Definition of Tangents

When we had not learnt Calculus, we met the concept of Tangent in Circle, which was defined as the line touching the circle at ONE point.
Then, after learning Calculus, we knew that a curve could intersect with its tangent at more than one point, and a line intersecting with a curve at only one point is not necessarily a tangent. Hence, we used Limit to define tangent, which involved TWO points and we considered one approached the other to obtain the tangent.
My question is:
The definition of a tangent to a curve should be more general than that to a circle, and hence, we can say that the definition of a tangent to a circle can be derived from the definition of a tangent to a curve.
However, limit uses TWO points, even though they are very close to each other. If they overlap with each other to become ONE point, then no line occurs. So, in theory, how can we proof that the two definitions (a general curve VS a circle) are consistent?

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Limit means approaching, not coincidence. So, if you take two points on the circle, line that goes through them is not a tangent, of course. But if you make one point closer to another, that line goes closer to the tangent. If you take it even more close, then line will be also closer. And here comes the limit into the business. Just like derivatives which are based on difference of two values. But to be true derivative one of your values "kind of" approaching another, although you never say that two values are the same, so you cannot take ratio because of denominator being "zero". That's why we define derivative at the point, not two points, and that's how we define tangent as well.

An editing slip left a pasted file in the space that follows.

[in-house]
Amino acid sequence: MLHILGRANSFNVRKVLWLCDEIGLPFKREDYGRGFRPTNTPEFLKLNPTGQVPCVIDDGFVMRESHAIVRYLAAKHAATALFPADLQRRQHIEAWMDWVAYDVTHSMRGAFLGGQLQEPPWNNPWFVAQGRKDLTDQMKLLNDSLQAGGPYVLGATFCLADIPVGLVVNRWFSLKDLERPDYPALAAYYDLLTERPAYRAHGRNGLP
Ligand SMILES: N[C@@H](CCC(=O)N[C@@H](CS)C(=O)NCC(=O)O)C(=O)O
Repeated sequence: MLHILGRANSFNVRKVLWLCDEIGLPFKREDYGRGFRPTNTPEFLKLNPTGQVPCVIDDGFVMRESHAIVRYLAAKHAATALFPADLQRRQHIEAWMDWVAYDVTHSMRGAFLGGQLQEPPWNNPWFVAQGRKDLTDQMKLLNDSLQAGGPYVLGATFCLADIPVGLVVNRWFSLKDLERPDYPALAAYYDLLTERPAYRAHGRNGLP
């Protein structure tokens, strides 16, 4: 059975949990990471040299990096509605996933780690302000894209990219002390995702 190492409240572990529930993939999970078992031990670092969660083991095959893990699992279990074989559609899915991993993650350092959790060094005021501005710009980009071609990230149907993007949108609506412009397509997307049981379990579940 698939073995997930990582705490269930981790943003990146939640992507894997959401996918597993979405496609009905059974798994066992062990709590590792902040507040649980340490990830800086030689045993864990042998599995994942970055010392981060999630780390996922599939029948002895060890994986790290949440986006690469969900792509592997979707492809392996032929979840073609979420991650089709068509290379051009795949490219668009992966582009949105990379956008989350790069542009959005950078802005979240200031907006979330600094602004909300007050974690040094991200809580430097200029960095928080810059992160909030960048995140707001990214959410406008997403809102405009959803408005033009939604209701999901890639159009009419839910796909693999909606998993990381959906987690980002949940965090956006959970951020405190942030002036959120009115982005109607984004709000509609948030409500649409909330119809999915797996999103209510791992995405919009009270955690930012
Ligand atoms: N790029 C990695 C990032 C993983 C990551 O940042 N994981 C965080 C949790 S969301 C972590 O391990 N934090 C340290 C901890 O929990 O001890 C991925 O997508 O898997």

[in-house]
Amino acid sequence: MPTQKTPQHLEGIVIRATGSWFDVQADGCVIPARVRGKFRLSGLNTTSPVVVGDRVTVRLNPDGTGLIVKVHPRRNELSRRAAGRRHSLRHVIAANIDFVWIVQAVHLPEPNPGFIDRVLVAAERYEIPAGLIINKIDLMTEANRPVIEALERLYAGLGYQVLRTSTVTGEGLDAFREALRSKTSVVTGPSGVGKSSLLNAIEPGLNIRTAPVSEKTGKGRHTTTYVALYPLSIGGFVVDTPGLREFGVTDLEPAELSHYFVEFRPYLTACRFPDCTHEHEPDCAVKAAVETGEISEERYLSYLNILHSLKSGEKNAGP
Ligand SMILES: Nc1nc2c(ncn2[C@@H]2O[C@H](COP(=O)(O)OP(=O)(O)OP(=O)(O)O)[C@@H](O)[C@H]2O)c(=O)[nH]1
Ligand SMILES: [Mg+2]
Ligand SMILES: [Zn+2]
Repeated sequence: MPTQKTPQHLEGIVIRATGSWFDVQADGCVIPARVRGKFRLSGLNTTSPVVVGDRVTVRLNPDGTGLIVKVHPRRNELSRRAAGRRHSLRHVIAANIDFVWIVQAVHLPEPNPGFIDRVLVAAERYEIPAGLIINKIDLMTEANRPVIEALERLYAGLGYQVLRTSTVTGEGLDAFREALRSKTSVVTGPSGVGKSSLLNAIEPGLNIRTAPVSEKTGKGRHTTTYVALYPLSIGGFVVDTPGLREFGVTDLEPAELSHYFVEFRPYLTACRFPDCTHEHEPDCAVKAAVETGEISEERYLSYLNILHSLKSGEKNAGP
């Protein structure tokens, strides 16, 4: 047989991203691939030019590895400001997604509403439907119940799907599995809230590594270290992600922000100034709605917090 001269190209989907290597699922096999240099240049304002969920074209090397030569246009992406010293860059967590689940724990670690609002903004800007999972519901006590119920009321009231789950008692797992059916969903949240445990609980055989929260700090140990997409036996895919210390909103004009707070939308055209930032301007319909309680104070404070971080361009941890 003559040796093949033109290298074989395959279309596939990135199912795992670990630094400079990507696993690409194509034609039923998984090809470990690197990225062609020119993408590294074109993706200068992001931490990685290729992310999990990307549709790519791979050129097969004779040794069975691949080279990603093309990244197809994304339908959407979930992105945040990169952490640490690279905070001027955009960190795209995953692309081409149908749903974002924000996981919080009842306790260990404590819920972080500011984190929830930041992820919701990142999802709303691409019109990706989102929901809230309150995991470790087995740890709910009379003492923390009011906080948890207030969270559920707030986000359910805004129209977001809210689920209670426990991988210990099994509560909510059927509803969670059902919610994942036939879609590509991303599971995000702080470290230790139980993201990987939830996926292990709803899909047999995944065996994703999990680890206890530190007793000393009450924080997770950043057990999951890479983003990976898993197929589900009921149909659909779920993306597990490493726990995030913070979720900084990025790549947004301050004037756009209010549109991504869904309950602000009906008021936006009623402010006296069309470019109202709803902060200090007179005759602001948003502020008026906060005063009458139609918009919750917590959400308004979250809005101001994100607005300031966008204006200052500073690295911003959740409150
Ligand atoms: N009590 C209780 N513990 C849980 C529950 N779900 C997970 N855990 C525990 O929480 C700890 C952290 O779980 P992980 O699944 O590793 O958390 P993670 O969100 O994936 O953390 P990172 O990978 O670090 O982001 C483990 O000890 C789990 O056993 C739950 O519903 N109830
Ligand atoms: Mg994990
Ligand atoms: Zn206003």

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so how can we use the "limit version" of tangent to prove that the tangent to a circle touches the circle at only one point? –  Tim Feb 13 '13 at 8:21
because, if you assume that tangent touches circle in two points, you always can find a point between them, which is closer than other. So that new point should be "that" point, but you can continue that over and over. So the only option left is to assume that it's actually one point in form of "two points" infinitely close to each other. –  Mathlovin Feb 13 '13 at 8:49
I still have difficulties to understand. For the tangent properties of a circle, we know that the tangent just touches a circle with ONE point, but not "in form of two points infinitely close to each other". And making use of this fact, we prove that radius is perpendicular to tangent. –  Tim Feb 13 '13 at 9:08
That's the whole point of infinitely close stuff. Two points are so close to each other, that they actually become one. You have same issues with finding derivatives? Because, as I said, if you want to use definition of derivatives, you need to take two values - $x$ and $x+\Delta x$, where $x+\Delta x$ is infinitely close to $x$. –  Mathlovin Feb 13 '13 at 9:25
Take a circle in the plane and a point on the circle. Choose coordinates so that the circle has equation $x^2+y^2=1$ and the point is $P=(0,1)$. Then near $P$ the equation of the circle is given by: $$y = f(x) = \sqrt{1-x^2}$$ and the tangent line has slope $f'(0) = 0$, so its equation is $y=1$ which is, indeed, a line touching the circle in a single point.